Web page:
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Year : 2022  |  Volume : 11  |  Issue : 3  |  Page : 167-174

Vitamin D status in primary hyperparathyroidism in 1990 and thence – Emergence of normocalcaemic presentation and diagnostic challenges – Utility of parathyroid function index

1 Institute of Endocrinology, Diabetes, Thyroid and Osteoporosis Disorders, Sakra World Hospitals, Bengaluru, Karnataka; Department of Medicine and Endocrinology, Saveetha Institute of Medical and Technical Sciences University, Saveetha Medical College, Chennai, Tamil Nadu, India
2 Department of ENT, Head and Neck Surgery, Sakra World Hospitals, Bengaluru, Karnataka, India
3 Department of Endocrinology, Fortis Hospital, Bengaluru, Karnataka, India
4 Formerly Department of Statistics, Sri Venkateswara University, Tirupati, Andhra Pradesh, India
5 Department of Radiology, Sakra World Hospitals, Bengaluru, Karnataka, India
6 Institute of Endocrinology, Diabetes, Thyroid and Osteoporosis Disorders, Sakra World Hospitals, Bengaluru, Karnataka, India

Correspondence Address:
Chittari Venkata Harinarayan
Director, Institute of Endocrinology, Diabetes, Thyroid and Osteoporosis Disorders, Sakra World Hospitals, Sy No 52/2 and 53/3, Deverabeesanahalli (Opp Intel, Outer Ring Road), Varathur Hobili, Marathahalli, Bengaluru 560 103, Karnataka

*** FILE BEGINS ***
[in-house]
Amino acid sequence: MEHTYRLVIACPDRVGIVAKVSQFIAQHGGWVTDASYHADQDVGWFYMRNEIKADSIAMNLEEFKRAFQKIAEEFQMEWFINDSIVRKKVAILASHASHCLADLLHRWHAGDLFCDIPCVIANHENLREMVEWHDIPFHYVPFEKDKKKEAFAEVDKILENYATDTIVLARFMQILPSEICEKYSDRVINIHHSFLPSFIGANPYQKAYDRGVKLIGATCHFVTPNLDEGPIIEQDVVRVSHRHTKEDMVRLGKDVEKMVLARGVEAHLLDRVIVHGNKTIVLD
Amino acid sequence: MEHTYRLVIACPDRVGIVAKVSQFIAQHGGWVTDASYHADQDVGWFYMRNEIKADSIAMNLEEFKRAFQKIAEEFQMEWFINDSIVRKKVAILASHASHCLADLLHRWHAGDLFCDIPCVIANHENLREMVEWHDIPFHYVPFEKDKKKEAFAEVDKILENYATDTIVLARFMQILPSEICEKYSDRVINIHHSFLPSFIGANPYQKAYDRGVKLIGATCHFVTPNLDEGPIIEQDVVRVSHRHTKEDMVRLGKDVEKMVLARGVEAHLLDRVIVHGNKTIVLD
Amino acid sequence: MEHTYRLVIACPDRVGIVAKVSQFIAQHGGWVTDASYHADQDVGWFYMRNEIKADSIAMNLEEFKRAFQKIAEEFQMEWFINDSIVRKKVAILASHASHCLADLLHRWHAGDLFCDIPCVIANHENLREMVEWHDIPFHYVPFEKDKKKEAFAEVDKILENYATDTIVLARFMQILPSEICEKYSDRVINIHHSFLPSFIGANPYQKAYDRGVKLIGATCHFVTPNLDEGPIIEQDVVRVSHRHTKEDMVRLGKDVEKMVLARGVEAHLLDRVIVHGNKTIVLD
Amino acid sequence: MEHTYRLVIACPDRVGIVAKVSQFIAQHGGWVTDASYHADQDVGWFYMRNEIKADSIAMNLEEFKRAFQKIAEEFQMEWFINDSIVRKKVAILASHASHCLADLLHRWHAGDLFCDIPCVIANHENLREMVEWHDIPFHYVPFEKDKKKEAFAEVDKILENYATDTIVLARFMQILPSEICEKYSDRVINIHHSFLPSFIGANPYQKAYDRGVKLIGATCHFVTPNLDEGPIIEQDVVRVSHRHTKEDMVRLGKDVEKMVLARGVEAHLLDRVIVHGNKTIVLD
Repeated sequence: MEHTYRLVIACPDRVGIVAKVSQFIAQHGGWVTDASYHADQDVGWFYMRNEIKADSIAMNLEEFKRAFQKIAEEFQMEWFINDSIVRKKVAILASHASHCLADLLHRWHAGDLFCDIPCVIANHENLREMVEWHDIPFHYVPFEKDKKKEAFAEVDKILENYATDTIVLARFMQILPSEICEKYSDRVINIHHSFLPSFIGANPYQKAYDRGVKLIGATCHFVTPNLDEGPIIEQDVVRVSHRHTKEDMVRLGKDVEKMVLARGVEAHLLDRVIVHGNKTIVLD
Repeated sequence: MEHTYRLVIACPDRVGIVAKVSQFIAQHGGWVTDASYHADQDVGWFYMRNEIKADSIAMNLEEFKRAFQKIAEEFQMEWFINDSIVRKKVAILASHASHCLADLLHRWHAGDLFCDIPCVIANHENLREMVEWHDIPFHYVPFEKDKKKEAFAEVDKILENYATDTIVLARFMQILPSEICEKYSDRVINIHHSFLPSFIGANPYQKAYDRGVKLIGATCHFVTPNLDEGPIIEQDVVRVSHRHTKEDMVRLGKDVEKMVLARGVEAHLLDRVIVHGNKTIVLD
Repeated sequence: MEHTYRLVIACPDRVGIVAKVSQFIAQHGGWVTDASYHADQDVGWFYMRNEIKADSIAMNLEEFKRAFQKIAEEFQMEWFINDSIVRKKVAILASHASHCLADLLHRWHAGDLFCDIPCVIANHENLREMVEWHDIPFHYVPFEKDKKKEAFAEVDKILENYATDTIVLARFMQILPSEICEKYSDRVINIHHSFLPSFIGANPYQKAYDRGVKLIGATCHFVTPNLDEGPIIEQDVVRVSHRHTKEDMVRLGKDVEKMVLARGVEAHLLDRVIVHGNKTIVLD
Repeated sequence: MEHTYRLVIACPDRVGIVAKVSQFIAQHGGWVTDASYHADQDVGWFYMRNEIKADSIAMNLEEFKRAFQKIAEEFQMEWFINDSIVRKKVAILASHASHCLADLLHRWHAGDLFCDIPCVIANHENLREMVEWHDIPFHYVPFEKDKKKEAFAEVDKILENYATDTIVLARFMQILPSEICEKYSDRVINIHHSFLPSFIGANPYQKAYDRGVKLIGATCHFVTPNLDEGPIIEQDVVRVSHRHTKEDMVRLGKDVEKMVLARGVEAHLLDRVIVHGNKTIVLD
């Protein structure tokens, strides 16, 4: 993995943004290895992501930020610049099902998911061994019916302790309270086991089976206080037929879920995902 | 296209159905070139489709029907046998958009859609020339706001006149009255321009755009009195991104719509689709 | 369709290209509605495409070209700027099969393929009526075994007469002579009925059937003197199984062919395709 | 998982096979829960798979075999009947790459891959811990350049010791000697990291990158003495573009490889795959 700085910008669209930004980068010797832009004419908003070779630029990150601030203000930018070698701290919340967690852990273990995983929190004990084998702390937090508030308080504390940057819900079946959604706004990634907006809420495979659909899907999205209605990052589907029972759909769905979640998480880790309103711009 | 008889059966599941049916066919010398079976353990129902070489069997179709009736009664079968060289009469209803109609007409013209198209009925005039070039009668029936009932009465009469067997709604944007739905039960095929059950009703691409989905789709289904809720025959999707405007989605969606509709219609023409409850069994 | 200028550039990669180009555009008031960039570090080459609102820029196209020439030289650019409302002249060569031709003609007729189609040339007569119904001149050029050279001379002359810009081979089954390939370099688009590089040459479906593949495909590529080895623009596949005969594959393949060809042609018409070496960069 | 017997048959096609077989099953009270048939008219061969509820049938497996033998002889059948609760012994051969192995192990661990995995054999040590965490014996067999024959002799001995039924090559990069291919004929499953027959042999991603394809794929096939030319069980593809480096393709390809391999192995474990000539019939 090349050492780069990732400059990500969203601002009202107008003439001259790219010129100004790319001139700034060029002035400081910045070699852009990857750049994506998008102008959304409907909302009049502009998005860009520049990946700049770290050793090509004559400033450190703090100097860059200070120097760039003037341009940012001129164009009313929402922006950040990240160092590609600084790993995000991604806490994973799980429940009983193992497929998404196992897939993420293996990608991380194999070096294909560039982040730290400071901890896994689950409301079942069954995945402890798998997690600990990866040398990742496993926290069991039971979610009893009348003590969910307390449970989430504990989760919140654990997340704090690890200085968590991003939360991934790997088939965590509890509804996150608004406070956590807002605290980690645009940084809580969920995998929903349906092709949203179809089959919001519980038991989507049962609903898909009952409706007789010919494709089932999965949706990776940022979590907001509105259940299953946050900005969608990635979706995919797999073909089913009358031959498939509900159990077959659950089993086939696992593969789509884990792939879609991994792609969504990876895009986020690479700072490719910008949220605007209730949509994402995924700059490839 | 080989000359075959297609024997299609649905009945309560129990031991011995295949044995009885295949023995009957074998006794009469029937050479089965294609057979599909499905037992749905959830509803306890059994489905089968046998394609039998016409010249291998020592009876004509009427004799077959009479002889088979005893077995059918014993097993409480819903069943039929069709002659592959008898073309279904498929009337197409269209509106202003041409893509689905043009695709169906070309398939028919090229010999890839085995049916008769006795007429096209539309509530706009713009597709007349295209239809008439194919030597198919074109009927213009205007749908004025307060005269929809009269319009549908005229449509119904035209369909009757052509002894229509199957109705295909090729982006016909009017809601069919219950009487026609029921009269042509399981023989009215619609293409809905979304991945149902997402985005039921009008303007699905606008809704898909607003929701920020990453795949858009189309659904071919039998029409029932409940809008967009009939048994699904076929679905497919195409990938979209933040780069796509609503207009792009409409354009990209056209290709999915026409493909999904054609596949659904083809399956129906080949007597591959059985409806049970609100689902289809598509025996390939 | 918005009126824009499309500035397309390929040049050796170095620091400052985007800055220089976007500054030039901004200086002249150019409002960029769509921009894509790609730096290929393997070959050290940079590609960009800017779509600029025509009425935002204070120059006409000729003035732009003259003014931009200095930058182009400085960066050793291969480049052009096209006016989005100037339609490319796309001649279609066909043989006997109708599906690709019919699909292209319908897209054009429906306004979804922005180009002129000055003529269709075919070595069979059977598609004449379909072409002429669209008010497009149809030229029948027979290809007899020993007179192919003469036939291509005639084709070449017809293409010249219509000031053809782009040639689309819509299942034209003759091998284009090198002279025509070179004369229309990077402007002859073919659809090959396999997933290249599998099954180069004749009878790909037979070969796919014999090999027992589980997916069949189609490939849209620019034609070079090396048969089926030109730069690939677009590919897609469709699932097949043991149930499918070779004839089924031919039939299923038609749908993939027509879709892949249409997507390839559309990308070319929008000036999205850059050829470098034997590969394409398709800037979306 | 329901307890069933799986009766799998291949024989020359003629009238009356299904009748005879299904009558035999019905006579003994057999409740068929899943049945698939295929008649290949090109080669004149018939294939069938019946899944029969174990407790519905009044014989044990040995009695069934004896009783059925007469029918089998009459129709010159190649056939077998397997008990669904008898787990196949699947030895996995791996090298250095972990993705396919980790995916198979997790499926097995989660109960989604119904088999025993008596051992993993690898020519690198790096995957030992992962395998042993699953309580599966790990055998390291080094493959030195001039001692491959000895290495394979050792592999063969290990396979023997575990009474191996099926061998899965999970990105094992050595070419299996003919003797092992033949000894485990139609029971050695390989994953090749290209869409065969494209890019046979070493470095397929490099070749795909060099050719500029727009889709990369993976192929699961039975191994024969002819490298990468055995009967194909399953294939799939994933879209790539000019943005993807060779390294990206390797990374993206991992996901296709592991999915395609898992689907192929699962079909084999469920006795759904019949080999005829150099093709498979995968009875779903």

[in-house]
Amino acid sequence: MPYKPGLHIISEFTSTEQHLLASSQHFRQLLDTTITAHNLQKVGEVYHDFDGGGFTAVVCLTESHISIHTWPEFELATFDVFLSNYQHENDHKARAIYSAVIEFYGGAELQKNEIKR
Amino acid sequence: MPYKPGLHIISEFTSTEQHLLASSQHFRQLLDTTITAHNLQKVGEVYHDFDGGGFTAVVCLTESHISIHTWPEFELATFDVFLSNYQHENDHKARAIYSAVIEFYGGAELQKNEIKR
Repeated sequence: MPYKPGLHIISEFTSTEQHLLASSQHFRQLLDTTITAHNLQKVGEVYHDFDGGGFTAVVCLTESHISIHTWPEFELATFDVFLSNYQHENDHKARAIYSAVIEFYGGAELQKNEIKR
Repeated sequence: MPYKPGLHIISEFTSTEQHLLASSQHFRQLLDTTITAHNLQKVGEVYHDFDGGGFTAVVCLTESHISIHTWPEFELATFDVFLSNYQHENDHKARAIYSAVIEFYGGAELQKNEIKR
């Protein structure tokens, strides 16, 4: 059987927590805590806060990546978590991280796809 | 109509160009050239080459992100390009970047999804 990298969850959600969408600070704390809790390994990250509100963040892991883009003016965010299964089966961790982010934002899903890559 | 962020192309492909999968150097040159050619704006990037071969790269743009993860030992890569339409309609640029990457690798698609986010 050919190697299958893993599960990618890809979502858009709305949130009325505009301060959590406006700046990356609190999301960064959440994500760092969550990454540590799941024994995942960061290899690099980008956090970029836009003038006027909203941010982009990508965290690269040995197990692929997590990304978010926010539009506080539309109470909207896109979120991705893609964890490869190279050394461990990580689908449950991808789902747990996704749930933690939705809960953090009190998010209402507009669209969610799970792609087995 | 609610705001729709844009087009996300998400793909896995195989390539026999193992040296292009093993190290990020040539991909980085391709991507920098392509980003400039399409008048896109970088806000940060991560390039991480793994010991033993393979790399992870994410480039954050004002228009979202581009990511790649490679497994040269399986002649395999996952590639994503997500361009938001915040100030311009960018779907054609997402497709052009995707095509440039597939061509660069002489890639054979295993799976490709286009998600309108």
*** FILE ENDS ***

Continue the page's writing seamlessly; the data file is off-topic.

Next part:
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Source of Support: None, Conflict of Interest: None

DOI: 10.4103/jcsr.jcsr_44_22

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Background: 25-hydroxyvitamin D (25OHD) levels much influence parathyroid hormone levels and bone disease in primary hyperparathyroidism (PHPT). With the emergence of the normocalcaemic PHPT (NCPHPT), repletion of the 25OHD level to rule out secondary hyperparathyroidism (SHPT) is essential. This may delay the diagnosis of PHPT, and a diagnostic tool like parathyroid function index (PF index) may help in the early diagnosis. Methods: The biochemical and hormonal profiles of 52 patients with PHPT were analysed and compared with first description in 1990. Patients were grouped based on symptoms and albumin-corrected serum calcium levels. Those with normocalcaemia were subgrouped into those with and without 25OHD deficiency. Data were extracted from the hospital's electronic medical records to find subjects with SHPT and normal controls and calcium-to-phosphate ratio (C/P ratio) and the PF index were calculated. Receiver operating characteristic curves to decide the cut-off values that help in identifying PF index and C/P ratio between various subgroups. Results: Sixty-two per cent (32/52) were asymptomatic, 40% (21/52) normocalcaemic, amongst which 48% (10/21) had normal 25OHD levels. Across all categories, the PF index was more sensitive, specific and superior compared to the C/P ratio in the diagnosis of PHPT (P = 0·02), NCPHPT (P = 0·03) or SHPT (P = 0·0001). PF index (>25·8) was more sensitive (90%), specific (96.51%), compared to C/P ratio (>0·211) (P = 0·04) in differentiating NCPHPT from SHPT. Conclusions: The prevalence of asymptomatic PHPT and NCPHPT is on the rise. PF index helps distinguish NCPHPT from SHPT minimising the time required for confirming the diagnosis post-25OHD repletion.

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